Updated: Nov 18, 2019
A big welcome to my love and VERY productive friend, Grace Marshall, my guest blogger for this week.
This post is an excerpt from her new book: How to be Really Productive: achieving clarity and getting results in a world where work never ends, which I will be reviewing very soon.
I have a local taxi company who are very reliable. Their prices are consistent, their drivers are always on time and they don’t dawdle to rack up the meter. By all accounts they offer excellent service. Until something goes wrong. I’d once ordered a taxi to pick me up from the train station at 11:30pm. The train had already been delayed when I called, so I explained that I hoped to be at the station for that time. As it happened, I was delayed by a further 10 minutes. By the time I arrived at the station, there was no taxi in sight. I called the company.
“Well you booked it for 11:30, when you didn’t show the driver left.”
“Ok, but my train was delayed…”
“You could have called us…”
“True, but the signal on the train isn’t great – plus I already told you it was already running late.”
“We had no way of knowing if you were coming, the driver can’t afford to wait around for no shows.”
“You knew I was on a train… there’s not much of a chance I’m not going to show is there?”
“Well I can send him back.”
“How long will that be?”
“Never mind, I can see there’s a taxi at the rank. I’ll take that instead.”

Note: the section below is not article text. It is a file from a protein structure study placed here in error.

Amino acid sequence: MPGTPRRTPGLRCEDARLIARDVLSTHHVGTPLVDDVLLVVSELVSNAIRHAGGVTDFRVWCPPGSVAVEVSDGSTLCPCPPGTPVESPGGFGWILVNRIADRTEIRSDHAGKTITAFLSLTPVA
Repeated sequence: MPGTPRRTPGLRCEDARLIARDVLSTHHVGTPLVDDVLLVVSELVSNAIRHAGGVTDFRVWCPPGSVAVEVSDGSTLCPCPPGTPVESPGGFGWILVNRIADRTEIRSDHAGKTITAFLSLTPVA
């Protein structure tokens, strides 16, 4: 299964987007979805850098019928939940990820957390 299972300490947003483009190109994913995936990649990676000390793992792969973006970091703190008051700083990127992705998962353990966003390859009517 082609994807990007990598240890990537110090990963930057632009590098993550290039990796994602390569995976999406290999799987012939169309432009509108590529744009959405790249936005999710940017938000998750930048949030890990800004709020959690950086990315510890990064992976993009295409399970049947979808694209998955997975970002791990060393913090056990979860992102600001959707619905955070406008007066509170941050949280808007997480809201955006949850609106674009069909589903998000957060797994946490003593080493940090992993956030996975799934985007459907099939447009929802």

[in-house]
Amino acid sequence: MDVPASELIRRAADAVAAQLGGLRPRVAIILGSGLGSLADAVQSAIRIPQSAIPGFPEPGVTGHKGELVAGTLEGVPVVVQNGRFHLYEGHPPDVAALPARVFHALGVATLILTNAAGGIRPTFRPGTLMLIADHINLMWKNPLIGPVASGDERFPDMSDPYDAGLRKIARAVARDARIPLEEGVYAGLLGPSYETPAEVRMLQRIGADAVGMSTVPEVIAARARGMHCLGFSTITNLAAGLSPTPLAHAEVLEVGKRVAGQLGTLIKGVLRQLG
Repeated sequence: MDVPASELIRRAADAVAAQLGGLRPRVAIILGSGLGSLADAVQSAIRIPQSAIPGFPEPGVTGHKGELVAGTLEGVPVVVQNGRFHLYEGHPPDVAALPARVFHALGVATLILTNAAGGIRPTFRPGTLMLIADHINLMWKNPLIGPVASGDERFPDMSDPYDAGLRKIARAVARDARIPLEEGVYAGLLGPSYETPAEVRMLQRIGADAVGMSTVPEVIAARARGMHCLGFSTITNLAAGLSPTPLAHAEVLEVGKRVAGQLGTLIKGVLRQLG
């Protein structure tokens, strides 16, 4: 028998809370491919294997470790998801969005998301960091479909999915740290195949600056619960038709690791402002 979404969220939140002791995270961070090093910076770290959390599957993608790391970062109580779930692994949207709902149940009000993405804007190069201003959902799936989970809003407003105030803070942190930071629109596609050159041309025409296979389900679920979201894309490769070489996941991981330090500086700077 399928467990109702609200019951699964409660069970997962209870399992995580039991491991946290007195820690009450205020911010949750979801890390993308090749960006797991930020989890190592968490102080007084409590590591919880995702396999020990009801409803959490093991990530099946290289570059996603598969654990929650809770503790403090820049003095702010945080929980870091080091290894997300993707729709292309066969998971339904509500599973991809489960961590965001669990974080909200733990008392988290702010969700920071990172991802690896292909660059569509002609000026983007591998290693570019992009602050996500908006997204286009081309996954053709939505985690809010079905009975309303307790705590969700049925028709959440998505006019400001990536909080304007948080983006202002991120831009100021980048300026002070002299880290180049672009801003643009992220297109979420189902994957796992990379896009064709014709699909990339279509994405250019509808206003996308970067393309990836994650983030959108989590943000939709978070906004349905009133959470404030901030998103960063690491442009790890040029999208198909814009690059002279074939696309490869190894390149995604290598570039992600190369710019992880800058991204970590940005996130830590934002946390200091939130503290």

“So you’re saying you don’t want a taxi now.”
“Fine”. Hangs up.
Well that was a pretty poor outcome for both of us. The driver and the company lost out on a fare. As the customer I felt let down. Nobody wins.
What’s interesting about this conversation is that nothing the taxi company did was wrong as such. But the way in which they did it left them out of pocket and the customer feeling let down. They were enforcing boundaries which were pretty fair, but hadn’t been communicated. And when questioned, their response was defensive, which of course got my back up too. With hindsight (which is a wonderful thing) here’s what they could have done differently:
Set clear expectations about delays. “Our drivers will wait for 5 minutes max. If you’re delayed longer than that you need to let us know.”
Acknowledge the dilemma “I’m sorry about that. Our drivers can only wait for 5 minutes as we often get no shows. What I can do is send someone back. They’ll be there in 10 minutes. Would you like me to do that?”